Tag Archives: wood floor

Pole Barn Garage Wood Floor

Pole Barn Garage Wood Floor

Reader CLIFFORD writes:

“Hello,  I found where you had answered a question about a wood floor in a garage while I was searching the web asking “Wood floor in a garage?”.  Let me explain, I am a disabled veteran living on a fixed income.  I have a blood cancer as a result of being exposed to the toxic smoke of the burn pits in Afghanistan and Iraq.  I was told that once I started treatment I would live 7 or 8 years, 10 if I am lucky, I have been on treatment now for about 3 years.  I bought my farm from my dad.  I have a double wide home that is set up on a basement (with garage door), the problem is it is only 7’ tall with a 6 and ½ ‘ door.  I don’t have anything that fits.  I plan on building a 24 by 24 workshop/garage.  I will build it much like a pole barn, for the simple reason I can build in phases.  One pole at a time so to speak, as money allows.  I am looking at wood for the floor, I know in the really old days wood floors were common.  The problem I am concerned about is the weight limit.  I have a Mack Truck that was given to me, basically a toy, but a subsidiary of Mack Trucks rebuilt it so it is real nice.  I need the floor to be able to support this.  My plan is this:  2×8 treated floor joist, 12” on center.  Topped with 2×8 lumber, then topped with ¾” T&G plywood – to get it smooth.  To be honest I will probably have treated plywood on the bottom of the joist and fill in between the joist with what they call around here waste rock.  Then top it off with the 2×8’s and plywood.  The joist would run from front to rear, allowing a chance for the load to be right on a joist.  I expect it would be about a 10,000 to 12,000 pound load spread on 6 tires, I am guessing about a 10” x10” patch for each wheel, the heaviest load would be the front wheels.  I am not asking for official specs, just a professional opinion.  I realize cost wise it could probably be built with concrete cheaper, but I have to build it a piece at a time, and to be honest it may never get finished.  Thank You.”

Thank you for your service sir.

There is an even easier method (plus more cost effective) and if you are not going to climate control, you can omit directly under plywood insulation: https://www.hansenpolebuildings.com/2022/03/post-frame-plywood-slab-on-grade/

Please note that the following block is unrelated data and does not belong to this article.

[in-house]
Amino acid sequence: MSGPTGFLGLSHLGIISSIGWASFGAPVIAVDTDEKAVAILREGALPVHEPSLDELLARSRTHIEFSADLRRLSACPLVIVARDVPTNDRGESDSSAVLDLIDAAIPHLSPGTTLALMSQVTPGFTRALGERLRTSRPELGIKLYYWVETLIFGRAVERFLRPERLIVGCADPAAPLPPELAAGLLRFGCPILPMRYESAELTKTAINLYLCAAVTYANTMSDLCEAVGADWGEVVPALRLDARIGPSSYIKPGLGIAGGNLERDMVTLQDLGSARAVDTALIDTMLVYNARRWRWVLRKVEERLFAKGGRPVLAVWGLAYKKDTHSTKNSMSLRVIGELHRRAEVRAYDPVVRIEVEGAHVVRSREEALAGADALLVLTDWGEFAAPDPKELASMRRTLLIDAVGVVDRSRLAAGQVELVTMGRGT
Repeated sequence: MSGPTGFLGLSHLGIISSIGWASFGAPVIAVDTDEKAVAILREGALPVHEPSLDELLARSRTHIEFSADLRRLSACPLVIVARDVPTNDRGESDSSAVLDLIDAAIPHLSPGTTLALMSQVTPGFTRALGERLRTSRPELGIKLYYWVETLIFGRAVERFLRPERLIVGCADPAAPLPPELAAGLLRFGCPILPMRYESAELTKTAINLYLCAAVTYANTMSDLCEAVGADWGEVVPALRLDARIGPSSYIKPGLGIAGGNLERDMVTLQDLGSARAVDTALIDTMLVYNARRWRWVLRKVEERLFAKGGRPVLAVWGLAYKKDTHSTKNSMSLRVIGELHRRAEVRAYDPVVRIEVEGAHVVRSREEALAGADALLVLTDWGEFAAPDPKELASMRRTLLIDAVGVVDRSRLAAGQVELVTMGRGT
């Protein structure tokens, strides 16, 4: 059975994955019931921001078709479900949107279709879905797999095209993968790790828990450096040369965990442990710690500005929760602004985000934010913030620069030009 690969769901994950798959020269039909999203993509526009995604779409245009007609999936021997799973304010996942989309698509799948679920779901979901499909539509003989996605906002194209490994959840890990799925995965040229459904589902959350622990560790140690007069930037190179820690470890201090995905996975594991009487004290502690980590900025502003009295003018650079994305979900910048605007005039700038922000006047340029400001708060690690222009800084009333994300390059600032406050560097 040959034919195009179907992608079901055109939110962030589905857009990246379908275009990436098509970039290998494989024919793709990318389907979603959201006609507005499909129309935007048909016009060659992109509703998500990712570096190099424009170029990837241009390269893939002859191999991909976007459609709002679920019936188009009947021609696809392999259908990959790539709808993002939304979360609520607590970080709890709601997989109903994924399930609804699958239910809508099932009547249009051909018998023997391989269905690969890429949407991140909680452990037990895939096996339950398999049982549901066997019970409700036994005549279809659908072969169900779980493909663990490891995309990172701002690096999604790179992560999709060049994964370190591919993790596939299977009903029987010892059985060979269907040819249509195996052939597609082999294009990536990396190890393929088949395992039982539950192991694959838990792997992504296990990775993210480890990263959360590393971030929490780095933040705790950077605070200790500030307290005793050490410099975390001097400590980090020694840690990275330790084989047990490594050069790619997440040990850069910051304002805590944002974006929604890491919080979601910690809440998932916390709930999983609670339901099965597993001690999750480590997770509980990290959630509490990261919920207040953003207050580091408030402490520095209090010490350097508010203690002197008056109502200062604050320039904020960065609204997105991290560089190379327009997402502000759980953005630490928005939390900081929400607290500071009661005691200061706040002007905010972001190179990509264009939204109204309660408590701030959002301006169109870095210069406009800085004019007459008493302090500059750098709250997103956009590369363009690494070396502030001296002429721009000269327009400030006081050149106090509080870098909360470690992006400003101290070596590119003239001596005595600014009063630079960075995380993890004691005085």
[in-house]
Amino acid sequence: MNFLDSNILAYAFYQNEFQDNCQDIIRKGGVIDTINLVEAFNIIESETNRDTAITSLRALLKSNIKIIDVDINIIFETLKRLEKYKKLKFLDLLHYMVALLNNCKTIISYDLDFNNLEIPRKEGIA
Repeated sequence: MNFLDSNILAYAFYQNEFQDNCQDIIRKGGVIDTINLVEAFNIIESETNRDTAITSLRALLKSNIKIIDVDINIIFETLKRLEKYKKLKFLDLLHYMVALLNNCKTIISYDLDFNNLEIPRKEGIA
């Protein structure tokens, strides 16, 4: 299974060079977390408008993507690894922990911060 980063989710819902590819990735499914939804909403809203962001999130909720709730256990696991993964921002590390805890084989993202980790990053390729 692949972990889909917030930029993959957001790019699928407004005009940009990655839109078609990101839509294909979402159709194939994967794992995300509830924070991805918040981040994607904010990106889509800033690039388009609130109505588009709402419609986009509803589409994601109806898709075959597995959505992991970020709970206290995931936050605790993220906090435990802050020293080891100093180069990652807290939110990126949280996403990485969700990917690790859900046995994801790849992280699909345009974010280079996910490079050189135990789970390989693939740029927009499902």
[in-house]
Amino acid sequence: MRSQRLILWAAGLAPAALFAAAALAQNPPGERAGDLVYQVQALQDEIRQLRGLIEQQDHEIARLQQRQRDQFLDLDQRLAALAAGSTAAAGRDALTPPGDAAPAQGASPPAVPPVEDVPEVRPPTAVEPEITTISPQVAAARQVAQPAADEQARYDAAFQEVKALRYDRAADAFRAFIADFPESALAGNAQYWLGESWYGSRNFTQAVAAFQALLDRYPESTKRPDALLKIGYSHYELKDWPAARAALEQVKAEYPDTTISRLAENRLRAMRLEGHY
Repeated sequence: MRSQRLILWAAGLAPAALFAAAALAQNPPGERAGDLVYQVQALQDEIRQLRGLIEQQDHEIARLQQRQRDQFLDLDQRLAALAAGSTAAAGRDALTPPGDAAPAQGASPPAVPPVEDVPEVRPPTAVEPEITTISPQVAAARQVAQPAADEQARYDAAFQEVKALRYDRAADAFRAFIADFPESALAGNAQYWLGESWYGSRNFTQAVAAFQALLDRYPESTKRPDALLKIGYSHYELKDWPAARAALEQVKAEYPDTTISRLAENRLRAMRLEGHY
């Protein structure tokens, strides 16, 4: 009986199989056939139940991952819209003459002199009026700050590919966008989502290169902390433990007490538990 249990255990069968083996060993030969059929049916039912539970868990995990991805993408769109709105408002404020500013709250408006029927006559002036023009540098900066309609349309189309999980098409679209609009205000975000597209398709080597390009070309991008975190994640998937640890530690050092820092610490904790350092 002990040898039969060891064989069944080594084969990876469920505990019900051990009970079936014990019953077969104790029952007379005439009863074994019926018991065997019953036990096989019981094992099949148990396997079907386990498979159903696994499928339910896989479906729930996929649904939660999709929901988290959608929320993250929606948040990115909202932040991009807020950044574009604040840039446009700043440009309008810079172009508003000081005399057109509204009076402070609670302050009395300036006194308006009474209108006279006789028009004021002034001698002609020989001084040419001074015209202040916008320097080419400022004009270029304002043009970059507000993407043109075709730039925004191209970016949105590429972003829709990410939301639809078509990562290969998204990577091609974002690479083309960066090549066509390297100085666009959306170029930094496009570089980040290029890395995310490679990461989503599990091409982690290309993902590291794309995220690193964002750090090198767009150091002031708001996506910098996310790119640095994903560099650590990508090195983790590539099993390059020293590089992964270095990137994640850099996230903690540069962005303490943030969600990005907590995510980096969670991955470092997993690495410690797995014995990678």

How to Properly Design a Barndominium Wood Floor Over a Crawl Space

How To Properly Design a Barndominium Wood Floor Over a Crawl Space

Reader JERRY in HAWESVILLE writes:

“If one were to build a post frame home on a crawlspace and the floor joists were sitting on a 3 ply 2×10 center beam on post spaced 8-10 feet apart, how does one support the joists at the outer walls? Do you need another 3 ply beam on each side and how would you attach those to your posts? If you could show a diagram, that would be great. Thanks.”

Well Jerry, a simple answer is yes, you need to support floor joists at the exterior wall. Beyond this things begin to get more complex and should only be done with a Registered Professional Engineer being involved.

Let’s begin with your interior floor beams, we will check for a beam spanning 10′:

fb: bending stress from live/dead loads
P = (D + L) = 10 psf + 40 psf = 50 psf
W = 50 psf * 8′ / 12 in./ft. = 33.333 pli (8′ is tributary area being carried by 3 – 2×10 #2 SYP members)
M = (33.333 pli * 120″2) / 8 = 60000 in.lbs
S = b * d2 / 6 = 3 * 1.5″ * 9.25″2 / 6 = 64.17 in.3
fb = M / S = 60000 in.lbs / 64.17 in.3 = 934.99 psi
934.99 ≤ 800 x 1.15 (Increase for repetitive members) so over stressed in bending by 1.6%

Not a very practical design solution.

If beam span is reduced to 8′, then allowable tributary area could be increased to 12′ (e.g. 6′ on either side).

Moral is your proposed 3 ply 2×10 beam is probably not a best solution.

Beams also need to be checked to meet Code required deflection limitations of  l/360 where “l” is the span of beam between supports. In this instance, bending will dictate design.

Hopefully this alone shows a fully engineered solution is best, as an engineer will confirm all needed grades and dimensions, as well as best connection methods. He or she will also design column footings to be adequate in diameter to properly distribute added weight (both live and dead loads) being added due to your floor system.